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Engineering Undergraduate’s Paper on Alginate Microbeads Published in Journal

Armour College of Engineering student Veronica Ibarra (BME/CHE 5th year), author of “Evaluation of Tissue Response to Alginate Encapsulated Islets in an Omentum Pouch Model,” was published in the Journal of Biomedical Materials Research.

The paper outlines the work Ibarra and her colleagues conducted to provide insight into the local tissue response and possible failure mechanisms of alginate microbeads. This research may lead to the creation of biomaterials that could be used to encapsulate pancreatic islets during transplantation. The alginate materials allow the diffusion of glucose, insulin, nutrients, and waste products while inhibiting cells and antibodies involved in tissue rejection. This could eliminate the need for patients to receive long-term immunosuppressive therapy after transplantation—opening up the treatment to a wider variety of people affected by Type 1 diabetes.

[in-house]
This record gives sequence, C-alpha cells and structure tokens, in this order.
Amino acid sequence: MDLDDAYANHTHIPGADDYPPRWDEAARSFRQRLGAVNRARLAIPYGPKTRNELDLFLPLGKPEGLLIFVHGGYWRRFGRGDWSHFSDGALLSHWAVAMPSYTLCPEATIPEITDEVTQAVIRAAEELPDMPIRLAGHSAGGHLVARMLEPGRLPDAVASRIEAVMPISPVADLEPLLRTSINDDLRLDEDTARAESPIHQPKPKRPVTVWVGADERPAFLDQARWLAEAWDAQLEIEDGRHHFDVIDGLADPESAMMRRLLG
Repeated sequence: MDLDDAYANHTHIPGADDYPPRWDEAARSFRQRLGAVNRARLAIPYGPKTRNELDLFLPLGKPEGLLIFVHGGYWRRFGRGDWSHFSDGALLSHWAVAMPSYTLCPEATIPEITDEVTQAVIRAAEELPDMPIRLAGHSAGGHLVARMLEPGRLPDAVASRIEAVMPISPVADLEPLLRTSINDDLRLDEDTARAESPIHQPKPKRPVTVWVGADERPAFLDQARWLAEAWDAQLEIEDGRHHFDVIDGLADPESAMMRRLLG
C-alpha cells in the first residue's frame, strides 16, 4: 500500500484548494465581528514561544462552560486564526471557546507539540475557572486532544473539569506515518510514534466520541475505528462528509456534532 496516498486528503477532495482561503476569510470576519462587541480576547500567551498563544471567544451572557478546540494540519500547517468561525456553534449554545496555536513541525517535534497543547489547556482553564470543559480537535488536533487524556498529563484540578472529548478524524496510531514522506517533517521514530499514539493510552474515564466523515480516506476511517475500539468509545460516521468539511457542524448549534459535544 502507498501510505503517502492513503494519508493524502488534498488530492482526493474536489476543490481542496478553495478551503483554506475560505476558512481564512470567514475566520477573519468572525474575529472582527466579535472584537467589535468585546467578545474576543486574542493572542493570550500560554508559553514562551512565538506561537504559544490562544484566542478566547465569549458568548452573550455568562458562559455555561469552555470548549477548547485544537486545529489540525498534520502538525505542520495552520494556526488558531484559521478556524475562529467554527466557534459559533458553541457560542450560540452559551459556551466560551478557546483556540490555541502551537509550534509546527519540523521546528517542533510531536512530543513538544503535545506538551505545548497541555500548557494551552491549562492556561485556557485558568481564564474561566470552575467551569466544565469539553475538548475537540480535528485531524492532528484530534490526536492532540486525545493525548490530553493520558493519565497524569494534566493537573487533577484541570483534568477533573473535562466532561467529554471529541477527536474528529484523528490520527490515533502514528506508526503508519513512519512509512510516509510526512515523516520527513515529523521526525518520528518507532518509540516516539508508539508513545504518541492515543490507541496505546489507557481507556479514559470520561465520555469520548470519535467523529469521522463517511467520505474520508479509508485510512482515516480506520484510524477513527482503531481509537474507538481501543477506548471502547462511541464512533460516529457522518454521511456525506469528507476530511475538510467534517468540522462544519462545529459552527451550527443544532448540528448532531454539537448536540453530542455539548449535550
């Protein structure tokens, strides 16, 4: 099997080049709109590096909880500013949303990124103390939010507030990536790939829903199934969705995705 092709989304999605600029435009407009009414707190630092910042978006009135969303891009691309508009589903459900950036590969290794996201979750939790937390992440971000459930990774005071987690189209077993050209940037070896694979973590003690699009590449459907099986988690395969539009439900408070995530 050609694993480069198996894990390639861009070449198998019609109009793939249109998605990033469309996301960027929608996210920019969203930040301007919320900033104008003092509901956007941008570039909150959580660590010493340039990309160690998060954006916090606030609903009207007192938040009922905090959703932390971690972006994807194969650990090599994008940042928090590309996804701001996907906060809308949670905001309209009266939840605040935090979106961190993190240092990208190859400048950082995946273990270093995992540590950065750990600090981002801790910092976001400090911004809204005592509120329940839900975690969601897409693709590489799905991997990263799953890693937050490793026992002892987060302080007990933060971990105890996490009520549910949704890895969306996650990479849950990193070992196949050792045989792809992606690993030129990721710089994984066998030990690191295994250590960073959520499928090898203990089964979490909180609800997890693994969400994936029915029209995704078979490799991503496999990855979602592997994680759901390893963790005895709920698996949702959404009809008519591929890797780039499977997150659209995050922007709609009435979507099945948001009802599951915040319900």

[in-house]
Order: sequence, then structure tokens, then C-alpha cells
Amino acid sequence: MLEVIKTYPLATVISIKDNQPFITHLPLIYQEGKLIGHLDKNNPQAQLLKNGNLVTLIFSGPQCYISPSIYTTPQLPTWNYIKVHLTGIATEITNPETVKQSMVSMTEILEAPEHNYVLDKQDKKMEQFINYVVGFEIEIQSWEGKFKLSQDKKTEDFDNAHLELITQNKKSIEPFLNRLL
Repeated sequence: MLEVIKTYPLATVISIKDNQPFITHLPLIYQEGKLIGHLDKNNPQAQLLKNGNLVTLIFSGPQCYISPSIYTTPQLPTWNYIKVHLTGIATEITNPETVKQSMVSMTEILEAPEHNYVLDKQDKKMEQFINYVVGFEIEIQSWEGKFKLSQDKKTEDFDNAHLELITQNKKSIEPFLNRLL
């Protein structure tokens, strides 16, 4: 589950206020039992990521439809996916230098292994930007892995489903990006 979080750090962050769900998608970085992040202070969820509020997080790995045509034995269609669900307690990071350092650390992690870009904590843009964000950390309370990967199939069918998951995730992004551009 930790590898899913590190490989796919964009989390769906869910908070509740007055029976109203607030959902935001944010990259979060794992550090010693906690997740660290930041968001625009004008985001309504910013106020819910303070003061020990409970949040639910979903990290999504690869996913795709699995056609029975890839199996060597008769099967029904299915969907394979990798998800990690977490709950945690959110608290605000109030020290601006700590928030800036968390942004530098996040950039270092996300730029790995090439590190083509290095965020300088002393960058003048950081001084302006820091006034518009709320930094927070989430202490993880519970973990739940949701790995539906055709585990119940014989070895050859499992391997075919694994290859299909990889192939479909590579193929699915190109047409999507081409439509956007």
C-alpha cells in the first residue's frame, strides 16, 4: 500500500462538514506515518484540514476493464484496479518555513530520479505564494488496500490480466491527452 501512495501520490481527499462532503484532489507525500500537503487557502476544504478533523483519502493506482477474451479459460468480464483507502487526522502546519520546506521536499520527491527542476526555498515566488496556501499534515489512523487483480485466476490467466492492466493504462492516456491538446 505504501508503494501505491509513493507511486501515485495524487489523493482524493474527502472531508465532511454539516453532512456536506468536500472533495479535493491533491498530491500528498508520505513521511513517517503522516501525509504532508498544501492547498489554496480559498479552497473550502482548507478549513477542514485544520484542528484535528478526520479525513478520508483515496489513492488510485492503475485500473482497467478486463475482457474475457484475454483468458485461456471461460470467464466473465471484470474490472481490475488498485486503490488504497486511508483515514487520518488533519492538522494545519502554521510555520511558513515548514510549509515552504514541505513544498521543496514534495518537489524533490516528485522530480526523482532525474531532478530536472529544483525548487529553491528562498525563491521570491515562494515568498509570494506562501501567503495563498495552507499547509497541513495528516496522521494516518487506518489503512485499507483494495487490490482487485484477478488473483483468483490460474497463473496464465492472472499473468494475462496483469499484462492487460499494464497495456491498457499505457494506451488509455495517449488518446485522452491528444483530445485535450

Ibarra is a member of the tissue-engineering lab of Eric Brey, Duchossois Leadership Professor and professor of biomedical engineering. During her first year in the lab, Ibarra started work on the project that would lead to her journal publication as part of Illinois Tech’s National Science Foundation (NSF) funded summer Research Experiences for Undergraduates (REU) program.

Ibarra continued her research during the fall 2013 and spring 2014 semesters as part of Armour R&D, a program that offers students the opportunity to gain valuable research experience working in the lab with a faculty member.

During her time in Armour R&D, Ibarra became fully immersed in the project, and she continued her work in Brey’s lab after completing the program. In summer 2015 she traveled to Taiwan to continue the project, studying the function of cells encapsulated in biomaterials following implantation in pre-clinical models at one of the top hospitals in the world for reconstructive microsurgery, Chang Gung Memorial Hospital.

Ibarra has earned several awards for her work on this project, including an Undergraduate Design and Research Award from the Biomedical Engineering Society, first runner-up in the Spring 2014 Armour R&D Expo, and the 2016 Student Award for Outstanding Research from the Society of Biomaterials.